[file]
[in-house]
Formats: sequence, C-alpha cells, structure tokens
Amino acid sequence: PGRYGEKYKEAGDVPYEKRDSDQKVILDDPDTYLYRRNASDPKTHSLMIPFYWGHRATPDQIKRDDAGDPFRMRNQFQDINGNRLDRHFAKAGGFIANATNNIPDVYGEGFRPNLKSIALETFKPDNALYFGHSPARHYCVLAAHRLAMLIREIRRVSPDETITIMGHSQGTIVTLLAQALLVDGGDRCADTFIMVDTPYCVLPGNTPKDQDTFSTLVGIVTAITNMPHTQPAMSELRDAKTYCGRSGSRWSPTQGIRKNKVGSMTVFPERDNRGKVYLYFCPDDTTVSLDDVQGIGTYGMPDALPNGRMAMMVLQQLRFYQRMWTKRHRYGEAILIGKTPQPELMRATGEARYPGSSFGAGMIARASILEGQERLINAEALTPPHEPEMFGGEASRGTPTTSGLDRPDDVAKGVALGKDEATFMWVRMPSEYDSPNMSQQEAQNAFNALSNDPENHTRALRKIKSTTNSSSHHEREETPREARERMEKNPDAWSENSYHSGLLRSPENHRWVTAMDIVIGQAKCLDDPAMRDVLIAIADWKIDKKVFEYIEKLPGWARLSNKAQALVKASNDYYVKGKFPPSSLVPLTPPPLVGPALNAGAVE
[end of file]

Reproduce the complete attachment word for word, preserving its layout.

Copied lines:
[in-house]
Formats: sequence, C-alpha cells, structure tokens
Amino acid sequence: PGRYGEKYKEAGDVPYEKRDSDQKVILDDPDTYLYRRNASDPKTHSLMIPFYWGHRATPDQIKRDDAGDPFRMRNQFQDINGNRLDRHFAKAGGFIANATNNIPDVYGEGFRPNLKSIALETFKPDNALYFGHSPARHYCVLAAHRLAMLIREIRRVSPDETITIMGHSQGTIVTLLAQALLVDGGDRCADTFIMVDTPYCVLPGNTPKDQDTFSTLVGIVTAITNMPHTQPAMSELRDAKTYCGRSGSRWSPTQGIRKNKVGSMTVFPERDNRGKVYLYFCPDDTTVSLDDVQGIGTYGMPDALPNGRMAMMVLQQLRFYQRMWTKRHRYGEAILIGKTPQPELMRATGEARYPGSSFGAGMIARASILEGQERLINAEALTPPHEPEMFGGEASRGTPTTSGLDRPDDVAKGVALGKDEATFMWVRMPSEYDSPNMSQQEAQNAFNALSNDPENHTRALRKIKSTTNSSSHHEREETPREARERMEKNPDAWSENSYHSGLLRSPENHRWVTAMDIVIGQAKCLDDPAMRDVLIAIADWKIDKKVFEYIEKLPGWARLSNKAQALVKASNDYYVKGKFPPSSLVPLTPPPLVGPALNAGAVE